Sometimes points are treated with a special, heated herb—artemesia vulgaris latiflora (called “moxa”)—which resembles a brown colored wool. Usually a small cone of moxa is placed on the skin over an acupuncture point, ignited, and removed when the heat is felt. Like needles, moxa revitalizes, reinforces, invigorates and restores balance and harmony to the vital energy.

As the balance and harmony of the vital energy is restored, symptoms of illness disappear. If all organs and functions of the body are working properly and harmoniously, there cannot be sickness within the body or mind.

Known as “The Science of Life,” Ayurveda is a Sanskrit word that literally means “life wisdom.” Practiced in India at least 5,000 years ago (and still as effective as when it was created by ancient sages known as Rishis), Ayurveda is a natural system of medicine that employs diet, herbs, cleansing and purification practices as well as yoga to effect healing. The Rishis—masters of meditation and observation—developed a system of healing based on the five basic elements: ether, air, fire, water and earth. Combinations of these elements are known as the doshas. Your dosha is your constitutional makeup. There are three main types, called Vata (predominately air) Pitta (predominately fire) and Kapha (predominately earth and water), and four combination types. By knowing your type, you have immediate access to useful information on what to eat, how to exercise, how to cleanse and purify your body and how to prevent disease. Many natural food stores carry specific products, such as teas, which have been developed for the various doshas. Generally, you visit an Ayvuredic physician to have a complete profile and healing system created.

Naturopathic Medicine
Naturopathic medicine is a system of natural healing deeply rooted in Western culture. It is based on a philosophy that health and disease are on a continuum, and that the body has a profound ability to heal itself when given the proper conditions. Therefore, naturopathic patients are taught how to access the body’s innate wisdom, promote vibrant health and prevent disease. Preventive care results in financial benefits, as health is maintained, disease avoided, and costly procedures averted.

Naturopathic Doctors (NDs) treat ‘the whole person,’ taking into account the body-mind-spirit interconnection and the individual needs of the patient. Spending up to 90 minutes for an initial visit and an average of 45 minutes for follow-up exams, the naturopath asks numerous questions, performs a detailed physical exam, thoroughly investigates symptoms and complaints, explains treatment options and includes the patient in choosing a treatment plan.

Naturopathic Doctors are primary care providers (family physicians) and, like a conventional doctor, an Naturopathic Doctor will often use a number of laboratory procedures as well as the physical exam to make a diagnosis. Additionally, nutritional status, metabolic function, and toxic load are frequently considered to aid in diagnosis and treatment decisions. Non-invasive therapies such as lifestyle or behavior modification and relaxation techniques may be “prescribed.”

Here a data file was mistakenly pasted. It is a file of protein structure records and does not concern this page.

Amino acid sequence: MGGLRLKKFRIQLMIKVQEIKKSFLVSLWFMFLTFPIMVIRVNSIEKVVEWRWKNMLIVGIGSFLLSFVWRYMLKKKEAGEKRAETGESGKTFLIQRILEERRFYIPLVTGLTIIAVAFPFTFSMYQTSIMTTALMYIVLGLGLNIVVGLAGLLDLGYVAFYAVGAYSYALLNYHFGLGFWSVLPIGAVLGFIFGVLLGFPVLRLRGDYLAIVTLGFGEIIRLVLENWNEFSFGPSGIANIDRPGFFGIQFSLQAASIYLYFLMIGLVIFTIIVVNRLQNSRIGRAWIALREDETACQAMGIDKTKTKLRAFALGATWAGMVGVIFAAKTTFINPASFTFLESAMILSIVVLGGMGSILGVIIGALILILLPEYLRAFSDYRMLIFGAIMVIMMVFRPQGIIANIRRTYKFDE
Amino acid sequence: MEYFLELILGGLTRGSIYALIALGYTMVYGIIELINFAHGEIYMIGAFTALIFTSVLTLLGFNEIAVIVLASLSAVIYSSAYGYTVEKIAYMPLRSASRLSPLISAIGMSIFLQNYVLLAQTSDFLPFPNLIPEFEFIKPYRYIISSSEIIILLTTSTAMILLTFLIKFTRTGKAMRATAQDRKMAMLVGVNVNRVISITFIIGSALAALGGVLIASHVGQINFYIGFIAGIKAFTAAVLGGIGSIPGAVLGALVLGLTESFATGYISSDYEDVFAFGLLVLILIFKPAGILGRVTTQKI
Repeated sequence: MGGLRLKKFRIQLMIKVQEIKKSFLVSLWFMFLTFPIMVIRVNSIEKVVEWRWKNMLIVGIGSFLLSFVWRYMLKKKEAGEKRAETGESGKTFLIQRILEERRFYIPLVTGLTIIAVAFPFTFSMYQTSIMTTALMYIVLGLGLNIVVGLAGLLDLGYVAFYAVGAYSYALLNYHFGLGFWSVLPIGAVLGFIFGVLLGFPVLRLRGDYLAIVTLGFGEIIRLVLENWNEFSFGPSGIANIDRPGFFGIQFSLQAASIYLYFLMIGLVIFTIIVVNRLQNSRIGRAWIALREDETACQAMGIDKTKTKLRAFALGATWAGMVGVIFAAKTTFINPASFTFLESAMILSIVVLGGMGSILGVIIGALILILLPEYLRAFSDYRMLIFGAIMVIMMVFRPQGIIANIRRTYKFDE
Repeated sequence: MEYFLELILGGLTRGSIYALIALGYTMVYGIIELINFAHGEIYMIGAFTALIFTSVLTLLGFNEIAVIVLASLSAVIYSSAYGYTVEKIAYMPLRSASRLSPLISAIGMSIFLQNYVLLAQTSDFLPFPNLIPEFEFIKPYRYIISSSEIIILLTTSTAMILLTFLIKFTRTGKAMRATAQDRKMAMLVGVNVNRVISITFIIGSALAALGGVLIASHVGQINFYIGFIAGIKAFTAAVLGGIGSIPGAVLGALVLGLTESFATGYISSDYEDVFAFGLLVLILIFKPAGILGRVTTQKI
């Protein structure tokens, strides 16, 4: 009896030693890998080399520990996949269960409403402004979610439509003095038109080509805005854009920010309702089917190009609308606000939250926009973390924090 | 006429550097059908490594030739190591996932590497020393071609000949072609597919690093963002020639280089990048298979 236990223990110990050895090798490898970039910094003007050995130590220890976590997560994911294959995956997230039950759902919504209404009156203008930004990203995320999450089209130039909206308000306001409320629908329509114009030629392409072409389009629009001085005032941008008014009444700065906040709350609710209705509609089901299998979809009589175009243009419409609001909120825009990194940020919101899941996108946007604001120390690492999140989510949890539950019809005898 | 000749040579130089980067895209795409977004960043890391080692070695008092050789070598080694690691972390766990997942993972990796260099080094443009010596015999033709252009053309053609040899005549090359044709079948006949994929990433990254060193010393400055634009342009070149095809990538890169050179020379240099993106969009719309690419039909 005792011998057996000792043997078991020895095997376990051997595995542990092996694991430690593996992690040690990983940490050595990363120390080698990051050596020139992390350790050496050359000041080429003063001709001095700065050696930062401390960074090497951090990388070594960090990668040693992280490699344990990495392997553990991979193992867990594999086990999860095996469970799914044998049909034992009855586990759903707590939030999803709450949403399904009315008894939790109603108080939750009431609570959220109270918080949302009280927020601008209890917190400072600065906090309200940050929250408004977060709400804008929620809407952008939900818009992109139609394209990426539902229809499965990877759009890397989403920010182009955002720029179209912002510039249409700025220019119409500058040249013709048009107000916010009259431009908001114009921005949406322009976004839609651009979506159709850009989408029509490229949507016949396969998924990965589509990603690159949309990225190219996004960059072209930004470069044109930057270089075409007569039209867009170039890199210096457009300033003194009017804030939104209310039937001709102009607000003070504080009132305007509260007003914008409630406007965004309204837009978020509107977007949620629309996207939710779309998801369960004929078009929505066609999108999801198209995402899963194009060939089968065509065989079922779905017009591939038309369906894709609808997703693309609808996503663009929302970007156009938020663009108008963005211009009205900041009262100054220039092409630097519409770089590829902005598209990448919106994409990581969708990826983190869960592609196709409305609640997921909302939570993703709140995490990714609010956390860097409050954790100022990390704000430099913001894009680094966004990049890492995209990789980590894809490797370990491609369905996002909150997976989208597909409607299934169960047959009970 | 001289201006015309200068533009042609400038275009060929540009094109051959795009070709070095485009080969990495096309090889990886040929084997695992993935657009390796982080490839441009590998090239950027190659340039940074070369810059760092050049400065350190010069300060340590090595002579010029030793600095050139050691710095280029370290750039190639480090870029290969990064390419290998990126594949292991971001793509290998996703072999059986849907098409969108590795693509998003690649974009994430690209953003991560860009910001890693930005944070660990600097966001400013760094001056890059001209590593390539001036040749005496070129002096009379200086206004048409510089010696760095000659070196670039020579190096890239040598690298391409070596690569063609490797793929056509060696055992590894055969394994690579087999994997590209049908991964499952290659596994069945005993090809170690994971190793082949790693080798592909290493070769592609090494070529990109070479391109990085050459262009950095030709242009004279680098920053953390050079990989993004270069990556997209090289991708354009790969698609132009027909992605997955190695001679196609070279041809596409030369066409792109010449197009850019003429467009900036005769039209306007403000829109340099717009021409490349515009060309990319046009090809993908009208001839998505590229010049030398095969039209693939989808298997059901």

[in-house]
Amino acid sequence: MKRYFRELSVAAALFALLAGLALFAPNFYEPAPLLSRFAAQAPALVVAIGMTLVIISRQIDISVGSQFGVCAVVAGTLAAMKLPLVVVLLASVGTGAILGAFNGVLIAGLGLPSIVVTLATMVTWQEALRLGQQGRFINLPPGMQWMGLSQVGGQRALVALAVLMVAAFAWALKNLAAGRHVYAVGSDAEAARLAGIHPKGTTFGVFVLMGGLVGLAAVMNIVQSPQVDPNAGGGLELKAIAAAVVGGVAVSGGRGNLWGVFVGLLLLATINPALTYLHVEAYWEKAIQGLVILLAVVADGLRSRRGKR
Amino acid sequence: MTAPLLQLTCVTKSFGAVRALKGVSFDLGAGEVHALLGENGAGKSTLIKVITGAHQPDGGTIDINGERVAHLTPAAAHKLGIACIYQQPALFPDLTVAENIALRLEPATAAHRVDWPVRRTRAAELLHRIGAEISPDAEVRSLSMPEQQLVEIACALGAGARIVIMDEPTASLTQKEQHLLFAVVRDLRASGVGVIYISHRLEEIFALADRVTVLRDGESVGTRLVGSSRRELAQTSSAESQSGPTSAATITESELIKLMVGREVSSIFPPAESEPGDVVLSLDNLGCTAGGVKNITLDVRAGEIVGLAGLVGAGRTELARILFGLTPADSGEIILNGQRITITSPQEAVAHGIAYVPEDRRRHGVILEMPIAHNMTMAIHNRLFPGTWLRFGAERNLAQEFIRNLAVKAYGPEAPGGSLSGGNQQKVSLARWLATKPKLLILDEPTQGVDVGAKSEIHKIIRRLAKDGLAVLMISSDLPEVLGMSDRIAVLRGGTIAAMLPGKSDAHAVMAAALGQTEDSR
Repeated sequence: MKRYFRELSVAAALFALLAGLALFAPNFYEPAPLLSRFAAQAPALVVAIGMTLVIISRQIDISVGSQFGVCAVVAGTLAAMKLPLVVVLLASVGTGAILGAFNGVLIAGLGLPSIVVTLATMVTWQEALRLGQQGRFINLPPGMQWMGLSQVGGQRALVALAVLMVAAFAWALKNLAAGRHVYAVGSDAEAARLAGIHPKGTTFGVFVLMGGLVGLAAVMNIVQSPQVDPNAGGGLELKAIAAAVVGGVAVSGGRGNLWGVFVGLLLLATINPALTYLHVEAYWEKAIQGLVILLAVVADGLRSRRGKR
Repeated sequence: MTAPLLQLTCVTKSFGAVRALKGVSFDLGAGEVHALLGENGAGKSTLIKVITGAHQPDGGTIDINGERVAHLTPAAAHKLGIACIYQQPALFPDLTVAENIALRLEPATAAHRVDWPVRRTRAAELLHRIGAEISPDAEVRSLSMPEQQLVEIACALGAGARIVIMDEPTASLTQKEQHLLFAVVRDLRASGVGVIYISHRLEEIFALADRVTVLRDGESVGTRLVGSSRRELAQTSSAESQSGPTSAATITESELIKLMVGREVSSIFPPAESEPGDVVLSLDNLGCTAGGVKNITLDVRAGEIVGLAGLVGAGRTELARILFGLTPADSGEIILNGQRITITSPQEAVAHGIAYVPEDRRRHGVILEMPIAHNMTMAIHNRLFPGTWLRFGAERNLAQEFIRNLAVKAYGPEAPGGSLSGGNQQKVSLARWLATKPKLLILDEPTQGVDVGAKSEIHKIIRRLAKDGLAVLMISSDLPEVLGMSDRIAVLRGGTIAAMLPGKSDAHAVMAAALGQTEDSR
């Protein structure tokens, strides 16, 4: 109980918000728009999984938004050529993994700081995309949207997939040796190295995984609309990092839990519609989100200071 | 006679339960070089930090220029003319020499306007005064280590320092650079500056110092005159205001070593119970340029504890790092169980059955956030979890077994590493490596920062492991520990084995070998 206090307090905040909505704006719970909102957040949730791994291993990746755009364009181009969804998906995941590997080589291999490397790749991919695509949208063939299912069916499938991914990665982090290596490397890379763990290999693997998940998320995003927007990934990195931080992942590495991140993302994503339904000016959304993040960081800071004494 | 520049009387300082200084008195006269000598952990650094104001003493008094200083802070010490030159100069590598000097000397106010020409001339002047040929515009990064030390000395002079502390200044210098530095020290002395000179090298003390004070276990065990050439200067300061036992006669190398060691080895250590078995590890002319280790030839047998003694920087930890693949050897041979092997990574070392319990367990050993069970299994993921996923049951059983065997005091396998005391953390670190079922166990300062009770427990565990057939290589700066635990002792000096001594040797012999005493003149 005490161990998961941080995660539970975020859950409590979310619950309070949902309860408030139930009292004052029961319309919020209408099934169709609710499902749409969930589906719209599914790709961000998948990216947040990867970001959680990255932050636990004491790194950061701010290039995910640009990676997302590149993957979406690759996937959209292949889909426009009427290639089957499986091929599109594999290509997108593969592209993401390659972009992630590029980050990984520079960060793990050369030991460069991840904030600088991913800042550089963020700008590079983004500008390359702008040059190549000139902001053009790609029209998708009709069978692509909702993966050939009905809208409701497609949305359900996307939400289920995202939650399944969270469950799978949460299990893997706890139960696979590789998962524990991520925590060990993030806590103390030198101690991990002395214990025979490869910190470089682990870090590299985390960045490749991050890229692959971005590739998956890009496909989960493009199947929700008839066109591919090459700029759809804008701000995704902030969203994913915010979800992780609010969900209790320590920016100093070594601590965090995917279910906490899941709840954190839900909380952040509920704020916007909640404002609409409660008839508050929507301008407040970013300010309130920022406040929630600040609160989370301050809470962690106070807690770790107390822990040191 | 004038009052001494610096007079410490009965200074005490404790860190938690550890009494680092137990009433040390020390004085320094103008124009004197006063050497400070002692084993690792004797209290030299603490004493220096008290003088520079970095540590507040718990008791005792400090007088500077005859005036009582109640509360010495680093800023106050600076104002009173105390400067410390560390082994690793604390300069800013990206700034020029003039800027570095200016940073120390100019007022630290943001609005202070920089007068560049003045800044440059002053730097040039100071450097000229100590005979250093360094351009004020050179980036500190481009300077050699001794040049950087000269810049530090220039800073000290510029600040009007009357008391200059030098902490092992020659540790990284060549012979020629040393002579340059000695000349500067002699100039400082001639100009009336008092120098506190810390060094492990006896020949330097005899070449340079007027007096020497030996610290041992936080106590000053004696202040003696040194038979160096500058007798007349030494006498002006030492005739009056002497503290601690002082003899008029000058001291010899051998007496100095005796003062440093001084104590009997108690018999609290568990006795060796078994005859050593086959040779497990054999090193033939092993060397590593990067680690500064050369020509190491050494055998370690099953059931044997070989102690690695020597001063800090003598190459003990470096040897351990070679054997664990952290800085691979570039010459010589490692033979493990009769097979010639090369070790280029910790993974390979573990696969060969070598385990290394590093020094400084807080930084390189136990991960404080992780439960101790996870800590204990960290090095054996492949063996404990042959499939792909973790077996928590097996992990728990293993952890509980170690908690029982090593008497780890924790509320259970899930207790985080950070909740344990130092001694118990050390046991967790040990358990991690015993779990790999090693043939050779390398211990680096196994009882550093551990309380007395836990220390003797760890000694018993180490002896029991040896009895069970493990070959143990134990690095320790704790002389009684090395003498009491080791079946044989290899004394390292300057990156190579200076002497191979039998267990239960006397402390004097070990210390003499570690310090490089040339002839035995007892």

Spinal manipulation, massage therapy, therapeutic nutrition, botanical medicine, detoxification, physiotherapy, exercise therapy, homeopathy, acupuncture and psychological counseling may also be included in treatment. In some states where naturopathic physicians are licensed, naturopaths may also perform minor outpatient surgery and prescribe medication. When prudent, a Naturopathic Doctor will refer patients to a specialist for a definitive diagnosis and advice.

Though naturopathy came to the United States just over 100 years ago, the natural therapies and the philosophy on which it is based have been effectively used to treat diseases for thousands of years. In fact, the word physician comes from the Greek root meaning nature. Hippocrates coined the phrase, “nature is the healer of all diseases.” This concept underlies the principles outlined in the “Hippocratic Oath,” as stated below:

• First, do no harm.
• Act in cooperation with the Healing Power of Nature (the ‘vis medicatrix naturae’ in Latin).
• Address the fundamental causes of disease.
• Heal the whole person through individualized treatment.
• Teach the principles of healthy living and preventive medicine.

The first two years of naturopathic school are very similar to conventional medical school, requiring anatomy, physiology, pathology, biochemistry, neurology, radiology, minor surgery, microbiology, obstetrics, immunology, gynecology, pharmacology, pediatrics, dermatology, clinical laboratory and physical diagnosis, among other courses. The second two years focus on clinical skills: Naturopathic Doctors receive training in a wide range of natural therapeutics such as botanical medicine, homeopathy, natural childbirth, acupuncture, physiotherapy, and clinical nutrition. Because coursework in natural therapeutics is added to a standard medical curriculum, naturopathic doctors receive significantly more hours of classroom education in these areas than do graduates of many leading medical schools. Students also complete a clinical internship consisting of 1,500 hours treating patients under the supervision of licensed naturopathic and conventional medical physicians in an outpatient setting.

Currently, Naturopathic Doctors are licensed as primary care providers in 13 states and several territories, including the District of Columbia and Puerto Rico. Several provinces of Canada have licensed naturopathic physicians. England, Australia, and New Zealand also have provisions for appropriately trained naturopaths to practice.